The Portland Trail Blazers finally seemed to make a breakthrough during the 2019 NBA Playoffs.

The Trail Blazers defeated a tough Oklahoma City Thunder team and the second-seeded Denver Nuggets to reach the Western Conference Finals. Though they were once again dispatched by the Golden State Warriors, the deep run could not be ignored.

Indeed, Portland signed star point guard Damian Lillard to a four-year, $196 million deal this summer only to follow that with an extension for Lillard's backcourt mate, C.J. McCollum.

With their marquee tandem locked up, the Trail Blazers also re-signed Rodney Hood before orchestrating a three-team trade to land Hassan Whiteside as a replacement for the injured Jusuf Nurkic.

The rest of the Western Conference saw a tremendous shakeup as well, but Portland repositioned nicely in the hopes of building on their 2018-19 campaign.

However, it has been a struggle for the Trail Blazers so far. Portland enters Thursday night's contest against the Los Angeles Clippers with a 3-4 record, and they just recently lost Zach Collins for four months following shoulder surgery.

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Can the Trail Blazers get back on track? Here are three burning questions:

3. Where is the frontcourt depth?

Injuries have decimated Portland's front court. Collins joins Nurkic on the bench, and veteran big man Pau Gasol has yet to play for the Trail Blazers.

Gasol has no timetable for return, and the Trail Blazers can no longer deploy Maurice Harkless as an undersized power forward after trading him to the Clippers. Where will their frontcourt minutes go?

The most obvious candidates seem to be some combination of Anthony Tolliver, Skal Labissiere and Mario Hezonja, though only Labissiere possesses the same size as Collins.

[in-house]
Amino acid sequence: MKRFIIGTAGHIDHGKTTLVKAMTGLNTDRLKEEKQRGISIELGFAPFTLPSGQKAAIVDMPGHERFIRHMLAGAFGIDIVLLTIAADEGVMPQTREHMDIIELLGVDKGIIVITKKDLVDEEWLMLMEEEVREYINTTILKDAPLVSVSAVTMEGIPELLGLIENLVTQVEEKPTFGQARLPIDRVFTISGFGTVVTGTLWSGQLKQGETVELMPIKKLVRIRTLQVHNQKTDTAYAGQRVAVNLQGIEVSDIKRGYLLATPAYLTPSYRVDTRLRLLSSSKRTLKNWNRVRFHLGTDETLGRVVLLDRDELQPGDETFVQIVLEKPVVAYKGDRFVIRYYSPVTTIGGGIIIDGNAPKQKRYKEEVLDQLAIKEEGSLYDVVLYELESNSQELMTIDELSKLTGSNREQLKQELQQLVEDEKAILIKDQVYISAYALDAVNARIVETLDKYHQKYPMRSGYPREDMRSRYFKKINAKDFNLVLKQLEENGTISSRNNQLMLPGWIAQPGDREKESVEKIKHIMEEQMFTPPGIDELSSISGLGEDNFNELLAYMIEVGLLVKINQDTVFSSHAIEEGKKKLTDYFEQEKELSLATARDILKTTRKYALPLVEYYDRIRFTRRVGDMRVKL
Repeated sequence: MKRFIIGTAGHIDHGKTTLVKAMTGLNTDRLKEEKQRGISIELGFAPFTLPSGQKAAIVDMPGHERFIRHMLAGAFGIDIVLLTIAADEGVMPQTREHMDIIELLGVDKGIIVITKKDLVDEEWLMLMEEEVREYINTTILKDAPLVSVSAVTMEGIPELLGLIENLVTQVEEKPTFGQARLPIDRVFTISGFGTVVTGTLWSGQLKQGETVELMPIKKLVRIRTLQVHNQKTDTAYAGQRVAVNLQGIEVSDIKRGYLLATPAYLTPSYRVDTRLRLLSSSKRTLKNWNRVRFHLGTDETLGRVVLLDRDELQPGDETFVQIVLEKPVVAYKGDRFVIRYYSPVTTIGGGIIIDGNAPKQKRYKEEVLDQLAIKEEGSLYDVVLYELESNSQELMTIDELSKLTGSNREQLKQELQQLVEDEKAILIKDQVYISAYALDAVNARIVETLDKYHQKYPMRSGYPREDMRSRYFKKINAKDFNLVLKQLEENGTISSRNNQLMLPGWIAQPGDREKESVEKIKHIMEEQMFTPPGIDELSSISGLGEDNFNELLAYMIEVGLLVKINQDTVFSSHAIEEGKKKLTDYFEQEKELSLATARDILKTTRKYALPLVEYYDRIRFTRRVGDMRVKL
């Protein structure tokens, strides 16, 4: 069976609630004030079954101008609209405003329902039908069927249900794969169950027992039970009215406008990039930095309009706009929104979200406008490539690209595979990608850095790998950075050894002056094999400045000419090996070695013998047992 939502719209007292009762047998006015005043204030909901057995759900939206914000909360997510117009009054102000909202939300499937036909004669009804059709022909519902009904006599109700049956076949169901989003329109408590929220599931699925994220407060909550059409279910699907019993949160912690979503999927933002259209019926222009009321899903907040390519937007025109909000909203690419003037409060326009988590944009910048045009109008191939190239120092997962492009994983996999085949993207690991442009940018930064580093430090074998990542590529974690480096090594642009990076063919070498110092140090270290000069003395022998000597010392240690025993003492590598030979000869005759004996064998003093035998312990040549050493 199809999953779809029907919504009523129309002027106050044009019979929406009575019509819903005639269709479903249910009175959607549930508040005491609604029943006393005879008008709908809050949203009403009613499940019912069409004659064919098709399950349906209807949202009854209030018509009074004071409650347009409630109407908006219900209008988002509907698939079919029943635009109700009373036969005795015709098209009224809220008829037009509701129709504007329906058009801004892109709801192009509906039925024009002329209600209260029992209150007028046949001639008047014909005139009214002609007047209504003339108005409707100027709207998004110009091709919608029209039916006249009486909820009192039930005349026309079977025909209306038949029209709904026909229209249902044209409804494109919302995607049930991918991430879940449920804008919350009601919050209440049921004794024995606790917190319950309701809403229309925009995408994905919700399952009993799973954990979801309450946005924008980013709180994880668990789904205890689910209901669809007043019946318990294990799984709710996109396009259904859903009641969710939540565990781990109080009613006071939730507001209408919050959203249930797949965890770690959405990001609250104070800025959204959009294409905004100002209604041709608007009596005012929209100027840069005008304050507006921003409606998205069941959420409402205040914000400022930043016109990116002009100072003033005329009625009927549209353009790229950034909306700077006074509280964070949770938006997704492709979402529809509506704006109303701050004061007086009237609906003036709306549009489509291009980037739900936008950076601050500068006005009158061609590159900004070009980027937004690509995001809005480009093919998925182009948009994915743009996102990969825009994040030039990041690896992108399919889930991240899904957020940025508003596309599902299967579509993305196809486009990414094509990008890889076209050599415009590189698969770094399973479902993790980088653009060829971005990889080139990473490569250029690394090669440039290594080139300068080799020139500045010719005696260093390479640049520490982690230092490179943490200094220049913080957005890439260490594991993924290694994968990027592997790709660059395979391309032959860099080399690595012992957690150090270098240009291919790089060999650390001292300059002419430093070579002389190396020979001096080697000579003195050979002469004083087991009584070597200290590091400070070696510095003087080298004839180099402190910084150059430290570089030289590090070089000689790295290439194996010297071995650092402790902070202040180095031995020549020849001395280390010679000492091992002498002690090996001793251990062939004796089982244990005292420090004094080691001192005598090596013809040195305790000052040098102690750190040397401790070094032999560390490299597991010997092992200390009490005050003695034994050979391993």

Fortunately for Portland, Hezonja can shoot space the floor and shoot the three at a high clip, and Labissiere eats on the offensive glass. Can they handle significant minutes, especially on the defensive end?

2. Can McCollum get it going?

There is no doubt that McCollum has been the most disappointing player for Portland thus far. Through seven games, he has an offensive rating of 97, according to Basketball-Reference.

McCollum is shooting barely over 40 percent on all of his two-point attempts, too often settling for midrange jumpers and failing to attack the rim despite being a 90 percent free-throw shooter.

The Trail Blazers need McCollum to get going in a hurry. He opens up the floor for Lillard when he is going well, but can be a liability when he is struggling, especially because of his deficiencies

1. Dame Time?

As is often the case, the onus once again falls on Lillard. Nurkic has no timetable for return and McCollum is in a funk, which means Lillard has to do superstar things.

He is off to an exceptional start–31.1 points to go along with 5.0 rebounds and 7.3 assists–but also might have to take his offensive game to another level given the state of the roster.

Is “Logo Dame” ready to ascend to the top of the NBA?